I guess you could call it up-scale. It sort of lookes like Frank Lloyd Wright vacations there.
Some divers have known of it for a long time, but there is a problem getting to the water there. It's the next main area that offers the diver access to the shore north of Fort Ross, but it is private and jealously guarded. What happened is that many moons ago, the Sea Ranch Corporation bought the northern most 10 miles of Sonoma County shore line. It was for expensive summer homes and get aways for Bay Area folks. Diving Riff-Raff were certainly not welcome. Even when the California Coastal Commission was formed to guarantee access to the beaches and shores, they were held off by lawyers and the fact that the coastal area of Sea Ranch had been so well preserved and protected. The houses are restricted to strategically selected parts of the total area. The architecture is reglated so that all buildings have to blend in. There are sod roofs there even. Many of the houses are recognizably Frank Lloyd Wright inspired. Many houses there have very interesting designs, but they all blend into the land.
While the North Coast is very often cool and foggy, I think I understand what a local full time resident told me when he said that the area was a small banana belt that on average had better weather than a lot of the nearby shores. There was a bit less fog and rain.
Then the Coastal Commission said there must be access. So now there are at least 5 accesses where you can park your car and walk to the shore. By law, you must be allowed to walk along the shore. Don't park anywhere else but there or you can get a boot on your tire. They still protect their turf jealously.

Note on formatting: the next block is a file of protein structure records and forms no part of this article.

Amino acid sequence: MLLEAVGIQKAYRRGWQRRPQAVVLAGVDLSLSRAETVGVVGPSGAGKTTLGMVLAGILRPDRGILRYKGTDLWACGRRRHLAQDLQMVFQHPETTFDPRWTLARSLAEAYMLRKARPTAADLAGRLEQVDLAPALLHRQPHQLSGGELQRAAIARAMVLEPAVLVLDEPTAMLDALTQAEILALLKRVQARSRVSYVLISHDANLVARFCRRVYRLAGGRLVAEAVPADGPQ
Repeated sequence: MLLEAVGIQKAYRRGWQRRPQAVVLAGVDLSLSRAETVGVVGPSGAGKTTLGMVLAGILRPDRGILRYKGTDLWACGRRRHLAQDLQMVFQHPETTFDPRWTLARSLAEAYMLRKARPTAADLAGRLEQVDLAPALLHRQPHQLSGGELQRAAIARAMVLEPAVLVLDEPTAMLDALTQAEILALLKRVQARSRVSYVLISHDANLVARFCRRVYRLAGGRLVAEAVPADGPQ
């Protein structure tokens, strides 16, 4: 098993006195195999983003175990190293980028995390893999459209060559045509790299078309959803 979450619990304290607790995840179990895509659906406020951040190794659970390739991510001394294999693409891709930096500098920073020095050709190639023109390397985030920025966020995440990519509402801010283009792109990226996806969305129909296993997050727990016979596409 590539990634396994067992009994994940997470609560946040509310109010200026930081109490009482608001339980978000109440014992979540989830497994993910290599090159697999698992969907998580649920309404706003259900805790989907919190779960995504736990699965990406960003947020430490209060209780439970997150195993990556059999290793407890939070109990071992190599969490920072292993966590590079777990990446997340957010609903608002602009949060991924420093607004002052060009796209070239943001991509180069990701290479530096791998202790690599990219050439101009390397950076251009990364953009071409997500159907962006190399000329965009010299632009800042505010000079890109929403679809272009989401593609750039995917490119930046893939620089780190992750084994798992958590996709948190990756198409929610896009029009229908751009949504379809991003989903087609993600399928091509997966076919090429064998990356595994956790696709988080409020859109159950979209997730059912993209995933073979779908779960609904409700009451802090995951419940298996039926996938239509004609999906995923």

The fun thing is if you can afford to rent a cottage or house there. There is good dining, but it is not really a great destination for night life. If that is the kind of vacation you like, it is great. All the North Coast beauty and only 100 yards between the shore and your jacuzzi. The houses are usually well appointed for a vacation and most of the owners have an artistic sense that goes beyond the house itself. Visiting can be an exploration of books, art, wood work, sculpture and other things. Then you also have a parking pass for the entire Sea Ranch and even parking for your dive friends. At the lodge is a 5 star restraunt. There is very good dining around the area and wineries. At the north end of the ranch is the town of Gualala. One of the small super markets there caters to the Ranch clientele. They carry stuff you don't see in many small town markets. At the True Value hardware store there they have air fills, some gear for sale and a full rental shop. Inside is a collection of 10 inch plus abalone shells taken over the years by many different people.
Diving there is a lot of things. Potentially it is 10 miles worth along beautifully scenic shorelines. Much of the shore is actually easy to get to. More of it is accessable with some climbing. It's on average probably the easiest access on the North Coast. It's a place to explore. It's a place to go through skinny cracks between rocks and through narrow paths through the kelp. It's a place where not so many abalone divers have gone. Get off shore some and you might find a big one. There is enough diving there that you can find the calmest areas like Smugglers Cove or go to the north end where things are exposed and the diving more chancy. You can look at the geology and the form of the rocks to get an idea of what will be under the water. A lot of it has vertical rock walls, sometimes not to far apart.You would have a hard time running out of diving there.
Here are some links to stories about diving at the Sea Ranch.